We are witnessing many great trends, including practical and multi-functional spaces, cooking spaces with doors to pantries and work areas. Kitchens designed to be in the garden or yard also impress us with their design and functionality. Innovative materials and surfaces made from recycled materials are increasingly used. The cheerful pattern of the terrazzo almost died out. Matte earth surfaces and colours are trendy now.
It is expected that richer wood species, such as walnut, cherry and red oak, will become more common in future interiors. Bold, colourful marbles balanced with neutral colours will be especially trendy.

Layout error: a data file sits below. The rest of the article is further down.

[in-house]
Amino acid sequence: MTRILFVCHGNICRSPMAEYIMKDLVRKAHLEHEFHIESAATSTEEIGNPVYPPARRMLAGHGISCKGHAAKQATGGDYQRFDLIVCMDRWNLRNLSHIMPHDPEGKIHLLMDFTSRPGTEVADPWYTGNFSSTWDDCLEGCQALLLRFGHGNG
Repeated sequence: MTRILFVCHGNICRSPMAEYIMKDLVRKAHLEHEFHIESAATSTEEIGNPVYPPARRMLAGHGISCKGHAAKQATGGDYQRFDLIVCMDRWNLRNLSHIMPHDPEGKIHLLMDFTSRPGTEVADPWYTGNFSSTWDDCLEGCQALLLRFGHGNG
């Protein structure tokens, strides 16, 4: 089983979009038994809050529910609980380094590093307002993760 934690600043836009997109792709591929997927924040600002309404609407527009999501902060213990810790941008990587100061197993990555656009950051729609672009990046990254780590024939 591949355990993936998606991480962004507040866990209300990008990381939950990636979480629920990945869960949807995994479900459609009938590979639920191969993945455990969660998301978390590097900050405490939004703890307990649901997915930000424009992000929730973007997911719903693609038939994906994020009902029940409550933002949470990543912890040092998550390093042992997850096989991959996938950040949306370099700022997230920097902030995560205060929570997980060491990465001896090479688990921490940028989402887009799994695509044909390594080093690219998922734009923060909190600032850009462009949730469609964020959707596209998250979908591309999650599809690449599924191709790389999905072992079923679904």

Designers boldly experiment with various combinations of wood and hard surfaces, e.g. granite, marble, or innovative surfaces made of recycled materials. This change will be most noticeable in the kitchen whether using bold combinations of cabinets and countertops or making small renovations to existing kitchens.
The introduction of new materials and variegated colour schemes allows you to experiment with new looks. Last year saw a shift towards maximalism, experimenting with patterns and rich colour schemes. This year will continue this trend with a fresher fervour and it will be established as the main trend.
There will be bold and forward designs that give increased personality to the space. Clients are opting for customized patterns and colours rather than going for conformable products that suit just any space.